12. CIMA’s exporting strategy is a true public-private sector partnership, with support from both the Government of Canada and the Government of Ontario, the Ontario Media Development Corporation; industry partners SOCAN, Audio Visual Licensing Agency, Canadian Music Week, as well as broadcaster support through Radio Starmaker Fund, and the aforementioned Astral, SiriusXM Canada and Harvard Broadcasting.
  13. CIMA’s various initiatives to raise the profile and increase the success of the Canadian music industry include export marketing initiatives at international conferences and trade shows; international and domestic trade missions; marketing campaigns; and educational programs.
  14. CIMA is able to facilitate Canadian independent labels and companies to build strategic alliances in major markets and establish new contacts and networks; strengthen relations with existing contacts; access new sales territories and new distribution networks; license product; export/import finished goods; explore opportunities in the digital and mobile markets; and gain a better understanding of international markets.
  15. Our three key strategies are: engaging in collective, industry-wide initiatives that benefit the sector by providing opportunities for  Canadian music companies and artists on the world stage, emphasizing business ‘wins’ in North America, UK-Europe and South Asian markets; Exploring new markets and finding ways for the Canadian-owned sector to access foreign markets and meet with buyers and decision makers through trade shows, missions, showcases and targeted business seminars/workshops; and providing strategic support for Canadian companies and organizations looking to increase Canadian music exports, expand trade and brand Canada as a key player in the international marketplace.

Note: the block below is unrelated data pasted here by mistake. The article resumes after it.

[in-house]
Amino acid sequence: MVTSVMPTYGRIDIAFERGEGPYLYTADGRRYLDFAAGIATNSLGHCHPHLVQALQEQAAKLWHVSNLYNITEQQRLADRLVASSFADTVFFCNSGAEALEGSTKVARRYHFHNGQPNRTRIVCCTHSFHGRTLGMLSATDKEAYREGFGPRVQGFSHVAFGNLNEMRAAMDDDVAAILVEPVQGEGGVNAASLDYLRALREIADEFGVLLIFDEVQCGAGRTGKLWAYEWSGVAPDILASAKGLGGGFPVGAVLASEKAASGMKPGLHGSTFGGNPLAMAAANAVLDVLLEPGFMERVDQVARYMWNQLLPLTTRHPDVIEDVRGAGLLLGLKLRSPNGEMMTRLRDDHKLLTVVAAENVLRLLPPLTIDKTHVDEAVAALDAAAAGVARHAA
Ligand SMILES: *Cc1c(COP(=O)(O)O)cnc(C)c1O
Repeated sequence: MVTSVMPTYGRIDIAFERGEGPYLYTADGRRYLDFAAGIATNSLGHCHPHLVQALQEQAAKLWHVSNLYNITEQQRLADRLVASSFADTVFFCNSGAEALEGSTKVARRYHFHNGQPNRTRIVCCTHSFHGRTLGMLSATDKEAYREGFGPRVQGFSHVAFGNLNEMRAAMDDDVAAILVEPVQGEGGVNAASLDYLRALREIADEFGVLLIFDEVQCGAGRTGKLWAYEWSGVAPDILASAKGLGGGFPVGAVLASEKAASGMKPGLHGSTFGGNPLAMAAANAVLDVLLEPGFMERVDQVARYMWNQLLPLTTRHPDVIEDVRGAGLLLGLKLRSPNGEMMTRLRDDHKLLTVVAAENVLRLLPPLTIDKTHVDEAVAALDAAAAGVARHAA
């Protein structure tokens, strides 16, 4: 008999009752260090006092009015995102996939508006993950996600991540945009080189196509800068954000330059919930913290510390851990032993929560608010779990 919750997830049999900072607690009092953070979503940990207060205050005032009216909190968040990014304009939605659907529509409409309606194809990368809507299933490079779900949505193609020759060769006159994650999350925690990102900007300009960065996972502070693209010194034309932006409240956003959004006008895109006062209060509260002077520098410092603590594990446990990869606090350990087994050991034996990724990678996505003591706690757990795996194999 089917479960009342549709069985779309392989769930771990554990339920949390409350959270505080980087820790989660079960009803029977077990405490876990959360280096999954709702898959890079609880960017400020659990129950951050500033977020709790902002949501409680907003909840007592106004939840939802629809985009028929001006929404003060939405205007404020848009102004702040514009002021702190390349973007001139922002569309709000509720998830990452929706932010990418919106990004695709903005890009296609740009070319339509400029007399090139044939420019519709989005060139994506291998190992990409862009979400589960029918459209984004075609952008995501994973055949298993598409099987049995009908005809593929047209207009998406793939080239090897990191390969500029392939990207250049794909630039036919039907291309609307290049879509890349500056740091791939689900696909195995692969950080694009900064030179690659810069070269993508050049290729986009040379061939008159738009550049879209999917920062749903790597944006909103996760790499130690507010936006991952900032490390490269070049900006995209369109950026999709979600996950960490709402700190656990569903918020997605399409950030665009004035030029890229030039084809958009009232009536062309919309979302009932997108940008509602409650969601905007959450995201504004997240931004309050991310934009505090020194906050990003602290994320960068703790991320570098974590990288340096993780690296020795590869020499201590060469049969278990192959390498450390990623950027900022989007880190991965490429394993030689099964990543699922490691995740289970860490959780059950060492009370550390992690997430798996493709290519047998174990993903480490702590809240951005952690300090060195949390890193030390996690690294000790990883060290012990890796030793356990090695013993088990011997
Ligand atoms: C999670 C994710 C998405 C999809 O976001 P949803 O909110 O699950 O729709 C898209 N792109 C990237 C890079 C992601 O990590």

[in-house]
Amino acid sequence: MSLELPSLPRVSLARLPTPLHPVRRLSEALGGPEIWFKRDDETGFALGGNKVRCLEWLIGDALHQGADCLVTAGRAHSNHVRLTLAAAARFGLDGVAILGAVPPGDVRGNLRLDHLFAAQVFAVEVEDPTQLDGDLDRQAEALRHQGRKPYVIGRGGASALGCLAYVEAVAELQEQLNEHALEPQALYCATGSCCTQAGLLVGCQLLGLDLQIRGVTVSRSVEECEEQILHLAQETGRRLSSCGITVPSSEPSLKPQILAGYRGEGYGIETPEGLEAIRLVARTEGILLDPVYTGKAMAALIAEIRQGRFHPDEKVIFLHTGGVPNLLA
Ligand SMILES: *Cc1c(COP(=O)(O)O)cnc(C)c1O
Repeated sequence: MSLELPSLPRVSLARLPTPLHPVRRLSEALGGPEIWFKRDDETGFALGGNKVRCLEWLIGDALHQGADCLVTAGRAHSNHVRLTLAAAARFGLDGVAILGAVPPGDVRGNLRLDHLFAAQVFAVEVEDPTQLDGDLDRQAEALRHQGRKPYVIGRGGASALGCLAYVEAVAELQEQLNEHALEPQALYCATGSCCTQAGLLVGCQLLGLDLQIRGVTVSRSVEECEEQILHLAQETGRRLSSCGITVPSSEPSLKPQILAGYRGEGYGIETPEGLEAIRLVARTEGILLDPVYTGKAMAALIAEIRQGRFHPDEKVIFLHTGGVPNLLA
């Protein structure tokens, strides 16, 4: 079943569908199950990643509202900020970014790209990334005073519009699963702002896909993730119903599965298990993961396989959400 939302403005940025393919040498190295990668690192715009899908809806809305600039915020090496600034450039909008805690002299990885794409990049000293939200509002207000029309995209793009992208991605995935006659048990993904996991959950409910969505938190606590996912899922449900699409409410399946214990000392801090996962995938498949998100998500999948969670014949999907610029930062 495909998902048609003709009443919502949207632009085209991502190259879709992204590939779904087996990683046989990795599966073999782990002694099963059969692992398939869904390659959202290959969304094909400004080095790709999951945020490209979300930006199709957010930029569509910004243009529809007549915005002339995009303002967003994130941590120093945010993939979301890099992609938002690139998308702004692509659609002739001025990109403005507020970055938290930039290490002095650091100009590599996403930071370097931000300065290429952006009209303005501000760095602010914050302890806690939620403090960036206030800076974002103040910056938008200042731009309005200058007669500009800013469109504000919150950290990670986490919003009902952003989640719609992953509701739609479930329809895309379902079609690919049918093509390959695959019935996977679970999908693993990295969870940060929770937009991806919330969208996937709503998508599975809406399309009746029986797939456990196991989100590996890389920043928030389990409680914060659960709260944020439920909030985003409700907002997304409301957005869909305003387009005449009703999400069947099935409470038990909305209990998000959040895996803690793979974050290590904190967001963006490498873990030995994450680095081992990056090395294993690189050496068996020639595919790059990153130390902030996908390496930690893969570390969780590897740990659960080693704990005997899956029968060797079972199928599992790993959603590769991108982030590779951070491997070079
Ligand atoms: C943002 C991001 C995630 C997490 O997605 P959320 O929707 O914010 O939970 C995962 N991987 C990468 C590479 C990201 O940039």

16. In 2010-2011, CIMA was engaged in 36 events in 18 countries in UK-Europe, the United States, South Asia and Canada.
  17. Consider that from 2008-2011, participants in 15 of CIMA’s key international trade missions have reported a total of $93 million worth of business deals completed and initiated – in 2010-2011 alone, members completed and initiated over $14.6 million worth of business from just six of these key missions.
  18. In short, Canada’s music industry directly benefits from the support provided by commercial broadcasters and others – whether it is for exporting initiatives, artist marketing or tour support, artist development, record or video production, professional development, education seminars, and more.
  19. Many if not most of these initiatives calculated on an individual basis do not require large or substantial sums of money to execute. However, in an industry where margins are very narrow, revenues are depressed and cash flow is a constant challenge, every dollar of support goes a long way towards growing the industry and developing and promoting our artists.
  20. While CIMA fully appreciates the complexities and the challenges relating to the CRTC’s tracking and administration of CCD funds from the myriad of radio stations across Canada, it is our position that eliminating almost two percent of the funding in an attempt to streamline the process is ill advised.
  21. The ‘potential solution’ as outlined in 2011-796, paragraph 20, in which it is suggested that stations earning less than $625,000 in annual revenues be exempt from making CCD contributions is only relieving one challenge (administration) at the expense of creating another – namely, the removal of much needed dollars that go directly to support grassroots initiatives for artists and the industry in general.
  22. In addition, providing an exemption from the regulatory requirement, in CIMA’s view, creates an unnecessary precedent, which we fear may lead to greater or even additional exemptions down the road.
  23. A simpler and more effective solution is to require these 175 stations to allocate their discretionary CCD funds to those existing organizations and associations whose purpose is to serve the industry directly; namely FACTOR, MUSICACTION and/or the national and provincial/territorial music industry associations. A reporting system could be established that will facilitate a more streamlined and effective administrative process that is satisfactory to all parties involved, particularly the CRTC. And the net benefit is these organizations are already eligible to receive CCD funding.